After some time the song ceases. Everything becomes still. No one is in sight but the seven worshipers, who bid the traveler God’s peace and file over the dune, leaving him alone with his companion. She leads him to a rushing stream and provides him another meal.
“So this is the Wilderness of Worship,” exclaims the traveler, still in awe from his experience.
“Yes, here Christians learn to worship God the Father in spirit and truth. You might call it the outer court of the City of God; for as you have seen, the inhabitants of that City are all around you. Back in the Wilderness of Forgiveness you began to experience the power of Jesus’ blood cleansing your inmost heart. Here in the Wilderness of Worship you received His Holy Spirit. God baptizes you with power from on high in order for you to worship Him with a worship which, in the wilderness beyond, will take the shape of deeds. Joel 2 tells us: ‘And it shall come to pass afterward, that I will pour out My Spirit of all flesh; your sons and daughters shall prophesy, your old men shall dream dreams, and your young men shall see visions. Even upon the men servants and maid servants in those days, I will pour out My Spirit.'”
“I have never experienced such worship as this. But will it last? asks the traveler. “Will I still be able to worship the living God with such grace in the deserts beyond?”
“Changes are taking place in you which, if you let them, will last forever. Your heart is being opened by the outpoured Spirit. Your mouth is being open to speak as God gives you utterance- ‘Your sons and daughters shall prophesy.’ And your eyes are being opened to see visions and dream dreams. You are receiving eyes which see God.”
“But don’t these things happened back in Christian City? I am told that this sort of thing goes on in the Apostolic Church of the Future every Sunday night.”
“The difference, brother, is that here you do not merely taste worship or dabble in worship. Here in the desert you are lost in the worship of God so that all your praise and thanksgiving go to Him. Everything you do is done for Him.”
“But isn’t there a danger of fanaticism?”
“Fanatics worship principles, ideas, human personalities, and even demons, but never God. Consuming worship of God is the doorway, not to fanaticism, but to liberty such as you have never known. When you’re lost in the worship of God, you no longer worship such things as money, romance, or success. You have found the one true object of worship, and as you worship Him you are fulfilled.”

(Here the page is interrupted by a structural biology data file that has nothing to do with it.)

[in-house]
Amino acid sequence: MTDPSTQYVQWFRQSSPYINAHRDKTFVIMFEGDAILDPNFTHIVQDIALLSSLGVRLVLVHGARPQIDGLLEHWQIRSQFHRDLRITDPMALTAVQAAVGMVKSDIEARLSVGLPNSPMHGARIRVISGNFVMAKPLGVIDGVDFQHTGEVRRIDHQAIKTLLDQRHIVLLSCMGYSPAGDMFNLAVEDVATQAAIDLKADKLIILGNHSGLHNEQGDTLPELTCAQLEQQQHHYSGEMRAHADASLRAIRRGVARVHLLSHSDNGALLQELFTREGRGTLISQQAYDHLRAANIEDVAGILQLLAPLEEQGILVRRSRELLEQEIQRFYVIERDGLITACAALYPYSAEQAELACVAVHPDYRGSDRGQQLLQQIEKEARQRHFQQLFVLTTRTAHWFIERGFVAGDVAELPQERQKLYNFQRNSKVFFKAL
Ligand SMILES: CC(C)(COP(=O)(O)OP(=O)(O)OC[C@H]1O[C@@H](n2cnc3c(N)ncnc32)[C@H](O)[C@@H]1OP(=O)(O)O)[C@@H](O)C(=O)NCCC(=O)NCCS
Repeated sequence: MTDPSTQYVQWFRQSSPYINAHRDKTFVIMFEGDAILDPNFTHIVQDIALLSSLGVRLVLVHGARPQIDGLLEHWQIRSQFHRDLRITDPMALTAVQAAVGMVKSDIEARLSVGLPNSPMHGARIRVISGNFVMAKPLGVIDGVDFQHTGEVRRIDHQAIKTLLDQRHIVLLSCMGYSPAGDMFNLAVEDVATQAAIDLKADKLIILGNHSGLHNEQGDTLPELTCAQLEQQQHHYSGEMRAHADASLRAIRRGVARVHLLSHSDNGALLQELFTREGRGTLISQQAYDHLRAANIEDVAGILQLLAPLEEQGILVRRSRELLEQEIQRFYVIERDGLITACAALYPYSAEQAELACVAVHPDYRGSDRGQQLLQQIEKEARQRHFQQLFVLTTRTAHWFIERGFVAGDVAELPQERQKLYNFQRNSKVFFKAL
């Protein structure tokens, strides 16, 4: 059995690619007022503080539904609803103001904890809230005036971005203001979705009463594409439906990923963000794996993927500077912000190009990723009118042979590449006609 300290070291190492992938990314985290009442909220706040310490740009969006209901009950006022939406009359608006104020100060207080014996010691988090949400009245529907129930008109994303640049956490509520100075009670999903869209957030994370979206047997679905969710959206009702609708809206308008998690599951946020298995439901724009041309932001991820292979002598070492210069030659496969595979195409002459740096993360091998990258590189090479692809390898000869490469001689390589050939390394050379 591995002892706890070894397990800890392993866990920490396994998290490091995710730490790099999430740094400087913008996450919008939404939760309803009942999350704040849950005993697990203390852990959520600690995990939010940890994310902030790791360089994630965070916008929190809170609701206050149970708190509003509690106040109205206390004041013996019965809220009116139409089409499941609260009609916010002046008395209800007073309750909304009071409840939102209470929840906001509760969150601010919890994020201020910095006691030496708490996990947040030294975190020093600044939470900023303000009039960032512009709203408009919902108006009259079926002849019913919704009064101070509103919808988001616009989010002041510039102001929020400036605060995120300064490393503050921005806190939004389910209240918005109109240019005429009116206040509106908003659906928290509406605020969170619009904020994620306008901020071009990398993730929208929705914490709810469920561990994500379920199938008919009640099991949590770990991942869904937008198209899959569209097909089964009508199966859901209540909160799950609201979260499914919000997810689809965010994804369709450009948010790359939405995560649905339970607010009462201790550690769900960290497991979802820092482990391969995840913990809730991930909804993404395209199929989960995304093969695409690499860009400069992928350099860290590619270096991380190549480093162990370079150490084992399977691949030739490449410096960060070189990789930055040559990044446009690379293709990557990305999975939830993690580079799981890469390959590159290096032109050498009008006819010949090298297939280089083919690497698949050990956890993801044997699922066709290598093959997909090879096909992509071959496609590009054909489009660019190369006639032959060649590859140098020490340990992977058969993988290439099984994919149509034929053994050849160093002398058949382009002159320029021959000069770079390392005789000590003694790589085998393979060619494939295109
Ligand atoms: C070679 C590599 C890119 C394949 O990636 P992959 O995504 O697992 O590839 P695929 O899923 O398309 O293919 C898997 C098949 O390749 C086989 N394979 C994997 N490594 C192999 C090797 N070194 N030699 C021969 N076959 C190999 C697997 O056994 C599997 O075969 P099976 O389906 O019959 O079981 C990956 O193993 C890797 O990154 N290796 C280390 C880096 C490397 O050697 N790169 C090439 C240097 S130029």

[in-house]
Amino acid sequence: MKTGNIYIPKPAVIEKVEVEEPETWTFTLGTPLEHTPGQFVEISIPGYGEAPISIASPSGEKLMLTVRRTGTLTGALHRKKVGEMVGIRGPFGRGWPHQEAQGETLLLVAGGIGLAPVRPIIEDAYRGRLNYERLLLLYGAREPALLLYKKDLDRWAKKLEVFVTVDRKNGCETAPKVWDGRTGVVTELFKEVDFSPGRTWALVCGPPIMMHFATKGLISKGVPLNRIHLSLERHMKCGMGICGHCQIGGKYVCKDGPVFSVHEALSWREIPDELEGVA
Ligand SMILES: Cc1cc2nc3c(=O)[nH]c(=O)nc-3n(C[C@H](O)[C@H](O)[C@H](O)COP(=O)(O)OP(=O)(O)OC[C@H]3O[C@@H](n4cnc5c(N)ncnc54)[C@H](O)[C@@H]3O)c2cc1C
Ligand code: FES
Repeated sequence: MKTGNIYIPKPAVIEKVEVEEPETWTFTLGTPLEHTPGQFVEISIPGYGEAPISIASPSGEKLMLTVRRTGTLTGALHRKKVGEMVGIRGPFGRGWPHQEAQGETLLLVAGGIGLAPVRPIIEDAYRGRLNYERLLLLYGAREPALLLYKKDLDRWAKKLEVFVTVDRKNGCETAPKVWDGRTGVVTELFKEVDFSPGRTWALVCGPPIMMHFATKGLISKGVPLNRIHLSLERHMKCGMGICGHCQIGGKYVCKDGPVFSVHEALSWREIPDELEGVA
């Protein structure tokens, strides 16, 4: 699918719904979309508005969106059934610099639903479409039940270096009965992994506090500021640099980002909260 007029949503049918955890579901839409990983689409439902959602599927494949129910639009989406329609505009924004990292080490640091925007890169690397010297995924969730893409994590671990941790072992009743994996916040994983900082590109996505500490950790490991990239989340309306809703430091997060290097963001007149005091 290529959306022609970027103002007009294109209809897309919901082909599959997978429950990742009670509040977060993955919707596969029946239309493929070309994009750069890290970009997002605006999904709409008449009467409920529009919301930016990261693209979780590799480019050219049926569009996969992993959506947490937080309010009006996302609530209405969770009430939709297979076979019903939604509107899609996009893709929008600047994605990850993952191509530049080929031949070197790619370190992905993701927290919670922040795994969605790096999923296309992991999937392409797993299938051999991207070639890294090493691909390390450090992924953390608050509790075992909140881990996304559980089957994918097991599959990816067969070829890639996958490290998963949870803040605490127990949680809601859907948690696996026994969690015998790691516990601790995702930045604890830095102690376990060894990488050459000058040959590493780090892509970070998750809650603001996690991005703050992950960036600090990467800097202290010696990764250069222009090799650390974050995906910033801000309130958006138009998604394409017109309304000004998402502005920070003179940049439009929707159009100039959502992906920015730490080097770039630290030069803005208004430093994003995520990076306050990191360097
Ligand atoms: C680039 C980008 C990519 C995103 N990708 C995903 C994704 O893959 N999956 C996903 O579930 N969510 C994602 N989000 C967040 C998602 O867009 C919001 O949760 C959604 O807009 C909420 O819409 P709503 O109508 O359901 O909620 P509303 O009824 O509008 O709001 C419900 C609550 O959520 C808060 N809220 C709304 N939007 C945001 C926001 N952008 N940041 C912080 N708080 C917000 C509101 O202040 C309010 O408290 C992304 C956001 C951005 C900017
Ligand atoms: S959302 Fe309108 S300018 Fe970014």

With these words his companion departs. Once again the traveler is alone on a sea of blue sand, lost in the worship of God.
The Wilderness of Prayer
Now the sea of sand comes to an abrupt end in the foothills of a fiery mountain range. There is no vegetation, only walls of dry, hard, burning rock. Bones cluttering the sand at the base of the rocky barrier are mute testimony to the dangers of this desolate land. The traveler fixes his gaze on the cross shaped star as he walks, and recites to himself:
“Enter by the narrow gate; for the gate is wide and the way easy, that leads to destruction, and those who enter by it are many. For the gate is narrow and the way is hard, that leads to life, and those who find it are few.”
Hearing voices in the distance, the traveler follows the path at the foot of the mountain toward them. There the path abruptly turns into a gash in the mountain. Entering in the opening, he listens as a voice echoes and resounds with such intensity that no words can be distinguished. Moving deep into this rocky pass, the traveler nears a huge wrought iron arch under which a man is addressing an assembly of men and women.
“This is the way, believe me,” pleads the man, his words now distinct. “This narrow gate to my left is so rusty it will hardly swing. Who in his right mind would want to follow that steep path, when this well paved, well travelled way is open and ready? Come through this gate and you will be out of the wilderness before the day is over. Good food and a clean bed await you at the other end. There are prayer meetings arranged at the rest stops every hour along the way.”
Without hesitation the traveler passes under the wrought iron arch and proceeds down the road. Others join in. The route on which he now walks is smooth and pleasant in contrast to the blue sand he just plodded through. A sign repeats the information that there are rest stops every hour, consisting of a prayer meeting and a light lunch.
At the first such stop he talks with a pleasant hostess: “I’ve come a long way. Please tell me where this path is taking us.”